Forget the flame wars over moving window versus fixed block de-duplication. A recent paper, A Study of Practical Deduplication (pdf) from William J. Bolosky of Microsoft Research and Dutch T. Meyer of the University of British Columbia found that whole file deduplication achieves about 75% of the space savings of the most aggressive block level de-dup for live filesystems and 87% of the savings for backup images.

Presented at FAST 11 – and winner of a “Best Paper” award – the researchers looked at file systems from 857 Microsoft desktop computers over 4 weeks. Researchers asked permission to install rather invasive scanning software.

The scanner took a snapshot using Window’s volume shadow copy service and then recorded metadata about the file system itself. The scanner recorded each file’s metadata, retrieval and allocation pointers as well as the computer’s hardware and systems configuration. They excluded the pagefile, hibernation file, the scanner itself and the VSS snapshots the scanner created.

During scanning each file was broken into chunks using both fixed block or Rabin fingerprinting. They also identified whole file duplicates.

Rabin uses dynamically variable block sizes to maximize compression. Figuring out where to break the file adds to the overhead.

The resulting data set was 4.1 TB compressed – too large to import into a database – and was further groomed to lose unneeded data.

De-dup issues
De-duplication is expensive. You’re giving up direct access to the data to save capacity.

The expense is in I/Os and CPU cycles. Comparing each chunk’s fingerprint to all other chunks is nontrivial. De-duplication indirection adds to I/O latency. A file’s chunks are scattered around, requiring small and expensive random I/O’s to read.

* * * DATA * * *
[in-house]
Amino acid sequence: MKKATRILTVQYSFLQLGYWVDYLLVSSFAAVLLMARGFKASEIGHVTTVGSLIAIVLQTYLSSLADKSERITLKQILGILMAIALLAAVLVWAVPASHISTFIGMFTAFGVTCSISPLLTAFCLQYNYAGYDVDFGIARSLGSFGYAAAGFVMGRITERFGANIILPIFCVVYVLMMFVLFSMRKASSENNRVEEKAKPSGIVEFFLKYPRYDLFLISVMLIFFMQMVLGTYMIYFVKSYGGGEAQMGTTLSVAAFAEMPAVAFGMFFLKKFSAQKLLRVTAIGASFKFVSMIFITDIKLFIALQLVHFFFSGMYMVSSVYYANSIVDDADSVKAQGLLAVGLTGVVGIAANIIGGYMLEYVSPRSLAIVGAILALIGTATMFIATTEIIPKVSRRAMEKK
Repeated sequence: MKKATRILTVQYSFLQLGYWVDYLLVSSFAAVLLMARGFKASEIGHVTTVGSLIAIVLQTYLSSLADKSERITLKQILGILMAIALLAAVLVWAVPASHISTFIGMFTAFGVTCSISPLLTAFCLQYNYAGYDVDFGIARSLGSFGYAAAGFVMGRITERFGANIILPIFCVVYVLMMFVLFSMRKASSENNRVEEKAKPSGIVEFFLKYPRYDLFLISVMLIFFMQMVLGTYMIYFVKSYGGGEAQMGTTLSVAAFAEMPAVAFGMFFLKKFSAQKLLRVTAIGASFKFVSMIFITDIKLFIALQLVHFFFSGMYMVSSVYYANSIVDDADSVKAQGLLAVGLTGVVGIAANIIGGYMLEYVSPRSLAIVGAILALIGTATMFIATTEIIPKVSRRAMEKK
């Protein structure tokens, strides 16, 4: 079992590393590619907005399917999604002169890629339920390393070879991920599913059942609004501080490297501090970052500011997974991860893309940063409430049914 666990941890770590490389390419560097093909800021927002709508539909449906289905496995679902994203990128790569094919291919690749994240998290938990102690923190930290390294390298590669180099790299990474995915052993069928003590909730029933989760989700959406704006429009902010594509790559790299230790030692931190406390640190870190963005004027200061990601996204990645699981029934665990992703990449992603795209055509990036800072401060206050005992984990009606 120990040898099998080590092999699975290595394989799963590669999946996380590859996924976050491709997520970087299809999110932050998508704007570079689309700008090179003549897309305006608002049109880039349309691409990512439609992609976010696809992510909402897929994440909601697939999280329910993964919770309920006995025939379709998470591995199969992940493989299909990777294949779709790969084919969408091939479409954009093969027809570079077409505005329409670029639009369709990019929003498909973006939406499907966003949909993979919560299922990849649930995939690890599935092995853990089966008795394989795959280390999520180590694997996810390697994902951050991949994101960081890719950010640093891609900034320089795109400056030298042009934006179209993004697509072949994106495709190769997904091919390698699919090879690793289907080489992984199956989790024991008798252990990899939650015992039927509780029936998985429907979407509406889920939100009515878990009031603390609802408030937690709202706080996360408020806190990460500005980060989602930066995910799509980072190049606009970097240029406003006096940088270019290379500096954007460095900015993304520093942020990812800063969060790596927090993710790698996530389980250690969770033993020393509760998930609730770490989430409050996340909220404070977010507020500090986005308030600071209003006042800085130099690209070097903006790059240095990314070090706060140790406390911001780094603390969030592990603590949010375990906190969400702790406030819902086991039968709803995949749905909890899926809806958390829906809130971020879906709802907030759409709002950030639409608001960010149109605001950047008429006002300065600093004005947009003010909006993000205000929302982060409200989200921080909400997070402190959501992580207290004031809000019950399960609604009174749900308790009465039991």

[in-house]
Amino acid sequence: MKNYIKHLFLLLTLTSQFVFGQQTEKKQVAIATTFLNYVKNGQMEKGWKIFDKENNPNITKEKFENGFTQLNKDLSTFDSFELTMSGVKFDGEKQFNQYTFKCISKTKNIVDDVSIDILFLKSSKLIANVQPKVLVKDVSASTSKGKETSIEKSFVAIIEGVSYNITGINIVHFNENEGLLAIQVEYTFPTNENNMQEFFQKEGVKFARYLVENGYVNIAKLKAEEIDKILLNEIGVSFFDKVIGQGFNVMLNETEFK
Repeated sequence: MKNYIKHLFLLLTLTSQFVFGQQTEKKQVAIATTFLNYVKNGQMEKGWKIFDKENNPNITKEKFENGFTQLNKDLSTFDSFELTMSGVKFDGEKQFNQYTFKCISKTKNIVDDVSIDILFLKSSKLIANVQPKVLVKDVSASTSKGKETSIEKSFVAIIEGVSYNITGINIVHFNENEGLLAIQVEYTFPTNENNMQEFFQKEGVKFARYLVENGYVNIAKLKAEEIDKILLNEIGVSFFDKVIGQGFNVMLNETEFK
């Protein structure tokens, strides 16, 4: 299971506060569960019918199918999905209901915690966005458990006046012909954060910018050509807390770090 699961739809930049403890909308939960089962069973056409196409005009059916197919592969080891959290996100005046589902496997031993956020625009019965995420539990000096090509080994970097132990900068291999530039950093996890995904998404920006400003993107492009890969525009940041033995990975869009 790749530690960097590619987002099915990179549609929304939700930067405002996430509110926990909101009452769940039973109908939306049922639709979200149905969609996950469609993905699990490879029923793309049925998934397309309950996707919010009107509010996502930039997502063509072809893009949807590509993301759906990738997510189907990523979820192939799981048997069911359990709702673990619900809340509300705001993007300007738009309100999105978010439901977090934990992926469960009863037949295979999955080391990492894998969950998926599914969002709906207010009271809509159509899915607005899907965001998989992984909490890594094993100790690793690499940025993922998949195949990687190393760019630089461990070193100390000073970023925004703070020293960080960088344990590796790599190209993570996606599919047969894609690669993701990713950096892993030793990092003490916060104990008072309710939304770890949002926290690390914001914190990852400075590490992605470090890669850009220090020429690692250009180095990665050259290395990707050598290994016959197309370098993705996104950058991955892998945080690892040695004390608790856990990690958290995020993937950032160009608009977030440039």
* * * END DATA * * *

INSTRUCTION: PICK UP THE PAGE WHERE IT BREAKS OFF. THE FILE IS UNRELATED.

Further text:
Older techniques, such as sparse files and Single Instance Storage, are more economical even if their compression ratios aren’t as high. Fewer CPU cycles, less indirection and good compression.

The StorageMojo take
If capacity is expensive – read “enterprise” – and I/Os cheap – SSD or NVRAM in the mix – fancy dedup can make sense. It is at the margin of capacity cost and I/O availability that the value prop gets dicey.

Low duty cycle storage – SOHO – with plenty of excess CPU and light transactions could use deduped primary storage. But with a 10 TB of data to backup, most users would’t notice the difference between whole file and 8KB Rabin.

It’s the price tag and user reviews the SOHO/SMB crowd will be looking at.

Courteous comments welcome, of course. The paper also included some interesting historical data about Windows file system that I covered on ZDNet.